Are A/B tests just hype?

Updated: Nov 21

Lately, we have seen multiple contradicting discussions on the usefulness of A/B tests. Many product leads have concluded that their only benefit is making us feel better when conducting research with minimal impact on actual performance.

Are A/B tests useful?

Data from HBR suggests that 80 - 90% of A/B tests fail to produce statistically significant results.

On the contrary, Google, Amazon, Twitter, and other big companies are conducting 10,000 A/B tests every year, and their exponential growth is attributed to their culture of experimentation.

Like many other things, A/B tests can be helpful if you conduct them appropriately.

The logic is simple - you prepare two options to show each to only half of your target audience and later measure which one performed better.

You could test which marketing messages perform better when run as ads, which call-to-action performs better on your landing, or create two different designs for functionality in your app.

Common mistakes with A/B tests include:

You don’t have enough volume

You won’t get statistically significant results if your transaction, lead or target audience size is very small. If you have less than 1000 transactions per month, you need more than 10% higher preference for an option to determine the winner.

You try to test everything at once

When conducting A/B tests, you must clearly understand what you’re measuring. For example, If you test marketing materials with different colors, pictures, target audiences, and messaging, you won’t understand what worked, even if you find a clear winner.

You test things with insignificant value to the business

Testing for the sake of testing is a waste of time and money. You should only test things that have an impact on conversion. Pages, buttons, and other materials worth testing are in your sales funnel.

You get the timing wrong

Some parts of the month or week have higher conversions and traffic. When measuring results, remember to compare the same periods. Secondly, your measuring period has to be long enough to get correct results.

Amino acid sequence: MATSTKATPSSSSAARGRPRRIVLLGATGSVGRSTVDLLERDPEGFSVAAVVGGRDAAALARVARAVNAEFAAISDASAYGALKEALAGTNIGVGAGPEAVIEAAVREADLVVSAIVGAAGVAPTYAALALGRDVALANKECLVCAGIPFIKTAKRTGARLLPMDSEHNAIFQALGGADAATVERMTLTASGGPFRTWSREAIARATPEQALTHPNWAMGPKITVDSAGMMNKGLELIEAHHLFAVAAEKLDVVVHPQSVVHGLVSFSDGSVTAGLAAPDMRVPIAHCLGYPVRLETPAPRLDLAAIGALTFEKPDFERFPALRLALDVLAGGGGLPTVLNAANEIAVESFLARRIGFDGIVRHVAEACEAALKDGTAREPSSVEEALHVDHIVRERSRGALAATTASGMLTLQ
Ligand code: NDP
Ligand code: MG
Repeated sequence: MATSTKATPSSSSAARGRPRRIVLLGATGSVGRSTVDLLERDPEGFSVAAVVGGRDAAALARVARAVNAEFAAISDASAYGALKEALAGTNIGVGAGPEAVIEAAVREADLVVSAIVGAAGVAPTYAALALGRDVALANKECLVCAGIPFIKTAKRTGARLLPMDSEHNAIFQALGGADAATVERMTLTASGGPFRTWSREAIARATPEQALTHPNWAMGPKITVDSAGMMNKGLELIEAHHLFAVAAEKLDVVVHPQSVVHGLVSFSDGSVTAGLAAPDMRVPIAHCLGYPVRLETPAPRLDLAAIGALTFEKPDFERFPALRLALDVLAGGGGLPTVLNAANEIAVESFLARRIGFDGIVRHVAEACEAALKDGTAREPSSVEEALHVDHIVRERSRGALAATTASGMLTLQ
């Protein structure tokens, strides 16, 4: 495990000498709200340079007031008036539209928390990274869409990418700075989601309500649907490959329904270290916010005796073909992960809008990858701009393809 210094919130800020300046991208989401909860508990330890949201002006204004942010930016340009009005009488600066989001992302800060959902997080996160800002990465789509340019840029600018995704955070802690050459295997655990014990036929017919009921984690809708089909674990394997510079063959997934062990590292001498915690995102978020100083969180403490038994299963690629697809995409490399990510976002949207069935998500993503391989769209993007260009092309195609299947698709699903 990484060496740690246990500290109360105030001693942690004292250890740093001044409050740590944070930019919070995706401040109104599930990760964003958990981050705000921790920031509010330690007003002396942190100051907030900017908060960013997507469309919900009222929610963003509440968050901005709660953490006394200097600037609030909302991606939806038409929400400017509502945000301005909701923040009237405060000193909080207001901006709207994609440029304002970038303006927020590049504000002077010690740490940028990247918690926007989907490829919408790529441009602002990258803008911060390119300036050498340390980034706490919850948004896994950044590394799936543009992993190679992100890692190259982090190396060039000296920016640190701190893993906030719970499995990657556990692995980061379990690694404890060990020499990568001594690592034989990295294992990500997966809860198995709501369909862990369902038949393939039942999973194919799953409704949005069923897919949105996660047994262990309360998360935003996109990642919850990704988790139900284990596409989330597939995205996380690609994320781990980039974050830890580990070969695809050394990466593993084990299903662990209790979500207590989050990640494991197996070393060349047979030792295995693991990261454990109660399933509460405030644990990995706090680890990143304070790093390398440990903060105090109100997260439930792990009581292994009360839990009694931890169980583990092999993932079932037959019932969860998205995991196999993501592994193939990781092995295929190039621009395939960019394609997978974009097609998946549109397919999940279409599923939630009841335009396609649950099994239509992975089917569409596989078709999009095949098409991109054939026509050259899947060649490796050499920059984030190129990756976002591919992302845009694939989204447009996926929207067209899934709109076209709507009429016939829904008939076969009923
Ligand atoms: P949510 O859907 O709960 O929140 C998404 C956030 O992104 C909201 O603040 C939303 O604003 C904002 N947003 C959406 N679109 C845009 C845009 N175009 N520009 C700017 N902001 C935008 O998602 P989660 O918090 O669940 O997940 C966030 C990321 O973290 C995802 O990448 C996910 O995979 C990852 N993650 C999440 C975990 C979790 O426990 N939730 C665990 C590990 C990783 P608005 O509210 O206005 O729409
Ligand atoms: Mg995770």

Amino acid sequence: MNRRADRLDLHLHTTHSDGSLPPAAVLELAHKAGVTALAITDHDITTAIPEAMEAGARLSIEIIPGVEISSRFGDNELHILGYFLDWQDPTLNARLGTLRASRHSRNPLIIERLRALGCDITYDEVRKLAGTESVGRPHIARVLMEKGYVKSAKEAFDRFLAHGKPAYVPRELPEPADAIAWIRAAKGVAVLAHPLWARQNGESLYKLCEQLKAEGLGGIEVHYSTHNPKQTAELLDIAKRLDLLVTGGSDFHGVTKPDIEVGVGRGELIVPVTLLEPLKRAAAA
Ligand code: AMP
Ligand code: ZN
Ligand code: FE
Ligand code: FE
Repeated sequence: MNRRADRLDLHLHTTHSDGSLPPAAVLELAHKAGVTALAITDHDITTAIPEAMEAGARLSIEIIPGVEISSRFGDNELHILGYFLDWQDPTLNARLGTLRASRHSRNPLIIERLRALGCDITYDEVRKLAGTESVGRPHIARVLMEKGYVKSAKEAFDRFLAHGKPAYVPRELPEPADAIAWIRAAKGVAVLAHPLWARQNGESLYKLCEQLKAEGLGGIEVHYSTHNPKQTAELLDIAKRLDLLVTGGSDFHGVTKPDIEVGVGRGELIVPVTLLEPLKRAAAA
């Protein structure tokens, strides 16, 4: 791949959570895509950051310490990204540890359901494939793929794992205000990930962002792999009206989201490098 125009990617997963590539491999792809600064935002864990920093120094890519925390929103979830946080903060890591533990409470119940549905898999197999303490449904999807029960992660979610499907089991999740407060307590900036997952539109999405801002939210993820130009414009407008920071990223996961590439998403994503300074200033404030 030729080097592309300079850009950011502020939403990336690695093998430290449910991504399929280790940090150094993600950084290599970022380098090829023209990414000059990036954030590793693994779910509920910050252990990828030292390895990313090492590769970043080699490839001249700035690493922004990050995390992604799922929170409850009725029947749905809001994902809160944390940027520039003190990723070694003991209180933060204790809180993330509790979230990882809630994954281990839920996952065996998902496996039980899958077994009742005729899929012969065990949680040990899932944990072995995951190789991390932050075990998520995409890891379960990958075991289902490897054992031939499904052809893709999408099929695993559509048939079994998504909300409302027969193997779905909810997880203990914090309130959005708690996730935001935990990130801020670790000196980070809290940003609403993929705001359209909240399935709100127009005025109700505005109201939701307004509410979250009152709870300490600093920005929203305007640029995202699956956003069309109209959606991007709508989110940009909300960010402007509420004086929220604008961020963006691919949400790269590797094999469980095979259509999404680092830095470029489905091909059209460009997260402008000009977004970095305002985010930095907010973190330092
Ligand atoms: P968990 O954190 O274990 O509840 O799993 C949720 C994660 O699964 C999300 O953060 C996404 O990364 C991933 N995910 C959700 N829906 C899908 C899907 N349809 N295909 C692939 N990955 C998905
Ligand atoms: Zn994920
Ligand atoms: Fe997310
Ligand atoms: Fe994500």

You prepare two options for testing entirely on gut feeling

When you prepare options based on gut feeling, the result will show which was slightly better, not the one that is best for your target audience.

Similarly to everything else, you must conduct proper research beforehand to get valuable data from A/B tests.

Given #tech companies have a high success rate of A/B tests due to continuous testing - they simply know more about their customers. ☺️

Researching as an early-stage startup:

However, if you’re a startup that doesn’t have extensive data about your customers, there are a few tricks for research:

✅ See what works for your competitors and adjust it to your company.

✅ If you’re testing marketing messages, see what content your audience consumes, how they talk, and which words they use.

✅ Conduct interviews with your target audience.

✅ If your transaction or traffic is too low for A/B testing, consider driving traffic to your page through paid ads or use other methods like immediately making changes to the existing version and monitoring results or asking for feedback through UX testing platforms.

It’s easy to make mistakes with A/B testing. Remember what, how, and when you measure to get statistically significant results and avoid false positives. You have to be a little more creative if it’s too early to use this method.

Let us know your thoughts on the usefulness of A/B tests, and follow KoFounder for more! 👇

#ProductManagement #ExecuteGrowth #Research #Startups

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